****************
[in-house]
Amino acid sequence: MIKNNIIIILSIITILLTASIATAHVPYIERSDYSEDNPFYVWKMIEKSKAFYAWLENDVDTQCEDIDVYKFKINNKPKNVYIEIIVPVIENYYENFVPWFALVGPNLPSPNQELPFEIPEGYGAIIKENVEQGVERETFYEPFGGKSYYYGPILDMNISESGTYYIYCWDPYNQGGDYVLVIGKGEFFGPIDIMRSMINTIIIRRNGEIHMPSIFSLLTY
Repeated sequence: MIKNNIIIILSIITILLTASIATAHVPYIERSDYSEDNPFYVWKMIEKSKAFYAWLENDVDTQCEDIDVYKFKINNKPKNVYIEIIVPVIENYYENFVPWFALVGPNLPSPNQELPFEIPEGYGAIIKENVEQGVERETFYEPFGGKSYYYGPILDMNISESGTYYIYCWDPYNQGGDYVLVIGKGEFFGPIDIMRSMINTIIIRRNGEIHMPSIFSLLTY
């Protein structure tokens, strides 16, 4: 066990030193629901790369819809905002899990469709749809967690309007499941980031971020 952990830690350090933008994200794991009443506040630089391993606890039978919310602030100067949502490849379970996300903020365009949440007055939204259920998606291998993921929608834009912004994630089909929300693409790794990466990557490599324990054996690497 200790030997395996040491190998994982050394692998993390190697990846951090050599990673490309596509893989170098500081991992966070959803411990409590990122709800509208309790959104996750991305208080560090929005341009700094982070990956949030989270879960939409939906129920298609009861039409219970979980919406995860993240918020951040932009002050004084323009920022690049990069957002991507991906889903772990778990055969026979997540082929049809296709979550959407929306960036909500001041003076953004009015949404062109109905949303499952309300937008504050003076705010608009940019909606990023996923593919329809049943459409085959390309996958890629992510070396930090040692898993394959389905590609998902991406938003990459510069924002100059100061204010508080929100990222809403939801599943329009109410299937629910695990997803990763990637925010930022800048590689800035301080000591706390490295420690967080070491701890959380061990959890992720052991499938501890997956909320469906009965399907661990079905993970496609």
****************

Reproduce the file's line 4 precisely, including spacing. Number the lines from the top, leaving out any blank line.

């Protein structure tokens, strides 16, 4: 066990030193629901790369819809905002899990469709749809967690309007499941980031971020 952990830690350090933008994200794991009443506040630089391993606890039978919310602030100067949502490849379970996300903020365009949440007055939204259920998606291998993921929608834009912004994630089909929300693409790794990466990557490599324990054996690497 200790030997395996040491190998994982050394692998993390190697990846951090050599990673490309596509893989170098500081991992966070959803411990409590990122709800509208309790959104996750991305208080560090929005341009700094982070990956949030989270879960939409939906129920298609009861039409219970979980919406995860993240918020951040932009002050004084323009920022690049990069957002991507991906889903772990778990055969026979997540082929049809296709979550959407929306960036909500001041003076953004009015949404062109109905949303499952309300937008504050003076705010608009940019909606990023996923593919329809049943459409085959390309996958890629992510070396930090040692898993394959389905590609998902991406938003990459510069924002100059100061204010508080929100990222809403939801599943329009109410299937629910695990997803990763990637925010930022800048590689800035301080000591706390490295420690967080070491701890959380061990959890992720052991499938501890997956909320469906009965399907661990079905993970496609």